Updated at 12:50 p.m., Friday, August 31, 2007
Cystic fibrosis added to state's newborn screening list
Advertiser StaffStarting tomorrow babies born in Hawai'i will be tested for cystic fibrosis as part of mandated screening for newborns.
The decision to add cystic fibrosis to the state's screening list was based on recommendations by the Hawai'i Newborn Screening Cystic Fibrosis Task Force and agreement from the larger Hawai'i Newborn Screening Advisory Committee, according to a news release issued today by the state Department of Health.
With the addition of cystic fibrosis, Hawai'i will screen for 32 metabolic disorders and hearing loss.
This testing panel exceeds the March of Dimes and American College of Medical Genetics national newborn screening recommendations for a minimal panel.
Cystic fibrosis occurs once in every 3,700 births in the United States and is one of the most common inherited disorders among Caucasians. In Hawai'i, cystic fibrosis is common in families of mixed ethnicity. With Hawai'i's diverse ethnic population, approximately 2-3 infants out of 20,000 births each year will have cystic fibrosis.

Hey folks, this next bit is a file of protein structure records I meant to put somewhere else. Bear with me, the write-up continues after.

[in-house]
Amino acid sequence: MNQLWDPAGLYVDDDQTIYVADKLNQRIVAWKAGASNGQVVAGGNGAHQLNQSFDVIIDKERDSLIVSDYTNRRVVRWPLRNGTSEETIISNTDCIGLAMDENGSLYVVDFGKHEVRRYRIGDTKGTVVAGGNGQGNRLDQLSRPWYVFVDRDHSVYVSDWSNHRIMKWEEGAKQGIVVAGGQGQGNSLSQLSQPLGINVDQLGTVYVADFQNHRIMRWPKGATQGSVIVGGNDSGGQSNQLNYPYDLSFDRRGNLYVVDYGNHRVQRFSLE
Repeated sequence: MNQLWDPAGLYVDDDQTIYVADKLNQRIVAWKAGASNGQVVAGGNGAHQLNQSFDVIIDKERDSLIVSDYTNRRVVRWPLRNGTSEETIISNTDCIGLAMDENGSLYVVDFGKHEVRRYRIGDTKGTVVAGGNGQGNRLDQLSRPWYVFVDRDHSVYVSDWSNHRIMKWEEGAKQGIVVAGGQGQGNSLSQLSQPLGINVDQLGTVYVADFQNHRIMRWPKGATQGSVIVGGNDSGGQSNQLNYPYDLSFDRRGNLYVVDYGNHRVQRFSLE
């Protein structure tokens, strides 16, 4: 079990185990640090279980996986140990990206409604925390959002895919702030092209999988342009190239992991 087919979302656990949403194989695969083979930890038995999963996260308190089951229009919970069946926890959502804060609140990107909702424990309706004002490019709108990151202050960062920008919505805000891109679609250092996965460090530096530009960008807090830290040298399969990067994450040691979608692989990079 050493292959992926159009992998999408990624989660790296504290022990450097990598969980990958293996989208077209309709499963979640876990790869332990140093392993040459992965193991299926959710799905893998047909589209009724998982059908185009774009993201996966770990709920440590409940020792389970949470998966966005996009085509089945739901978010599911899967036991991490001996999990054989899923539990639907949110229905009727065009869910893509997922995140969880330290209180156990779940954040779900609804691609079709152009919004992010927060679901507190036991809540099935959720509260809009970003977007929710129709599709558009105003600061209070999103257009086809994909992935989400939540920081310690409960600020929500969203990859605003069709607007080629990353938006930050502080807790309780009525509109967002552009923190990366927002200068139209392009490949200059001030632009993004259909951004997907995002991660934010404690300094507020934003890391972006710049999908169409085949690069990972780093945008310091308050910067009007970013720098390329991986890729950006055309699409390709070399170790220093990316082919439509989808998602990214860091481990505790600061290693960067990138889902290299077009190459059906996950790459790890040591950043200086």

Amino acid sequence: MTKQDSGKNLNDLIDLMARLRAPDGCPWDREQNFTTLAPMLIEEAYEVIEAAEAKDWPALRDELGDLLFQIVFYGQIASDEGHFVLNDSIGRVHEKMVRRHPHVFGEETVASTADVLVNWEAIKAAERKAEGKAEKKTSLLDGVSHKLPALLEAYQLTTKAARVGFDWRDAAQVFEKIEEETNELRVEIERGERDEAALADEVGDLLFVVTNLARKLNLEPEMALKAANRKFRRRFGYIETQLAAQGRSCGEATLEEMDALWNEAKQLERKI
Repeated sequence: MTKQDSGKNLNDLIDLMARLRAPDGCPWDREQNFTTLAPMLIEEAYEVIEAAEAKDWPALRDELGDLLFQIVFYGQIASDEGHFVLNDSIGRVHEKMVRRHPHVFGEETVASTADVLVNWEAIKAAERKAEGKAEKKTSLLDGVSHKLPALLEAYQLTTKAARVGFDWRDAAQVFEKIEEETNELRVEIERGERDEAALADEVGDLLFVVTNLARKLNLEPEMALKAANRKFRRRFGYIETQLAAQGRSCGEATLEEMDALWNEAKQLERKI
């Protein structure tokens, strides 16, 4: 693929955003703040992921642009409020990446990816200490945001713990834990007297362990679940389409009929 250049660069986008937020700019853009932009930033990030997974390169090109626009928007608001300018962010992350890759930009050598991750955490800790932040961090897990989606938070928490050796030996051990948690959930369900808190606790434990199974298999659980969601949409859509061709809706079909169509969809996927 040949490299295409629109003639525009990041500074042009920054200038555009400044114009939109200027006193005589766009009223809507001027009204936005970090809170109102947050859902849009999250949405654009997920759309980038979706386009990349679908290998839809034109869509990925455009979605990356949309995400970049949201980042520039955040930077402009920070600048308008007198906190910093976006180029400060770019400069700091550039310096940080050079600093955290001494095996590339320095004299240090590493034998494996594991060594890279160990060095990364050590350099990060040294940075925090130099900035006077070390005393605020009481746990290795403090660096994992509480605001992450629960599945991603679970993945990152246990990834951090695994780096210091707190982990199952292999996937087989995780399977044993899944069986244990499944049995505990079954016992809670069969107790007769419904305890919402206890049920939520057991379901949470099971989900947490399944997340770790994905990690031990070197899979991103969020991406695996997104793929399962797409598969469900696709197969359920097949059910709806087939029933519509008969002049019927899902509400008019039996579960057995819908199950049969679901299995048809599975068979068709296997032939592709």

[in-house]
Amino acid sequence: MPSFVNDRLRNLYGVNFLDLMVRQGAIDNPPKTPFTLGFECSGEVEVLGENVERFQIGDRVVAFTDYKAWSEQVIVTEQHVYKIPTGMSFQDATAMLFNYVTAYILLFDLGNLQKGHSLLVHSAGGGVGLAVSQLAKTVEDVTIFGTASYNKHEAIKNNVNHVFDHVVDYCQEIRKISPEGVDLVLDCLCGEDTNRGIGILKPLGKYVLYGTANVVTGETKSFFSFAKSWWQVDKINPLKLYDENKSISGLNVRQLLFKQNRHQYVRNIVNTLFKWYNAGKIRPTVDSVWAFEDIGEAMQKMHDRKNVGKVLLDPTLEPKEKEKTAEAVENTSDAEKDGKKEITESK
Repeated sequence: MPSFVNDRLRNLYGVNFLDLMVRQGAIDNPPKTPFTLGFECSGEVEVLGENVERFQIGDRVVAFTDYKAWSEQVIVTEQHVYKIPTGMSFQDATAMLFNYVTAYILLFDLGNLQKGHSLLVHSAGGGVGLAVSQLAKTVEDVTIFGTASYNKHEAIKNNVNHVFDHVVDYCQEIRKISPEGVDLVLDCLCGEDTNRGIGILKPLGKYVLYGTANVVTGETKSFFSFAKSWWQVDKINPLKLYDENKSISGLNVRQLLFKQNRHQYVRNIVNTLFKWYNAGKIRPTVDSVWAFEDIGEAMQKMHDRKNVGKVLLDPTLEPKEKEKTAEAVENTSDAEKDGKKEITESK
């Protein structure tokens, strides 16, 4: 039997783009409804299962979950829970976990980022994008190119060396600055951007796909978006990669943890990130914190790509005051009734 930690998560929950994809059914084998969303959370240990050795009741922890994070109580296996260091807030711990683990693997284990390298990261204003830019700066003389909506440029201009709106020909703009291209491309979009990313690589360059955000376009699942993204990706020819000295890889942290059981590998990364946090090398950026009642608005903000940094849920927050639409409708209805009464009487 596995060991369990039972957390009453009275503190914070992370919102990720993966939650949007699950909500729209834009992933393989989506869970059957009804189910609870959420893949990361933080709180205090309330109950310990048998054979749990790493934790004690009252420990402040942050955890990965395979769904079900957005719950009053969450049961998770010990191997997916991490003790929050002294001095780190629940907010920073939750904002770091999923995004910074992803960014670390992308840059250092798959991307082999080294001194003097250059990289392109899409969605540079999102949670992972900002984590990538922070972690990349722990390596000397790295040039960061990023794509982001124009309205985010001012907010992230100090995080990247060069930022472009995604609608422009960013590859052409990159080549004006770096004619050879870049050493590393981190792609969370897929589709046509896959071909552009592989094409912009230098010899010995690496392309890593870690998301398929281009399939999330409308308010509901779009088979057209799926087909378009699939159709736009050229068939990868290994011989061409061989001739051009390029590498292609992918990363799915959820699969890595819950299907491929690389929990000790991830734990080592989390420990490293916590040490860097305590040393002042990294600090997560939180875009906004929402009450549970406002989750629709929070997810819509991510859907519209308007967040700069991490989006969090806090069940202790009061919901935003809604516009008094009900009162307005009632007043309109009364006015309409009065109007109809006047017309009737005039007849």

Cystic fibrosis is a severe multi-organ inherited disease, primarily affecting the lungs and pancreas. Cystic fibrosis causes thick, sticky mucus to build up in the lungs, increasing the risk of lung infections and making breathing difficult. Digesting food is also difficult without the aid of prescription enzymes. Death from severe lung infections and respiratory failure may occur.
The Cystic Fibrosis Foundation states that drug treatments, therapies, and good nutrition can lengthen and improve life for a person with cystic fibrosis. The average age of cystic fibrosis diagnosis in the U.S. is 14 months. With newborn screening, the diagnosis can be made as early as 2-4 weeks so that treatment can be started earlier to improve health status in children with cystic fibrosis.
Testing for cystic fibrosis will not involve any additional blood samples from the newborn. The medical staff at the baby's birthing facility will draw a small blood sample, usually from the baby's heel, within the first 1-2 days after birth. The drops of blood are collected on a special filter paper form and sent to the state contracted laboratory for initial testing of 32 disorders, including cystic fibrosis. If the initial screening comes back positive for an enzyme that is elevated in newborns with cystic fibrosis, a second blood sample will be collected and tested. If the second test comes back positive, the baby has a higher risk of having cystic fibrosis, and will need further testing to confirm the diagnosis of cystic fibrosis.
More information about newborn screening tests in Hawai'i can be found at www.hawaiigenetics.org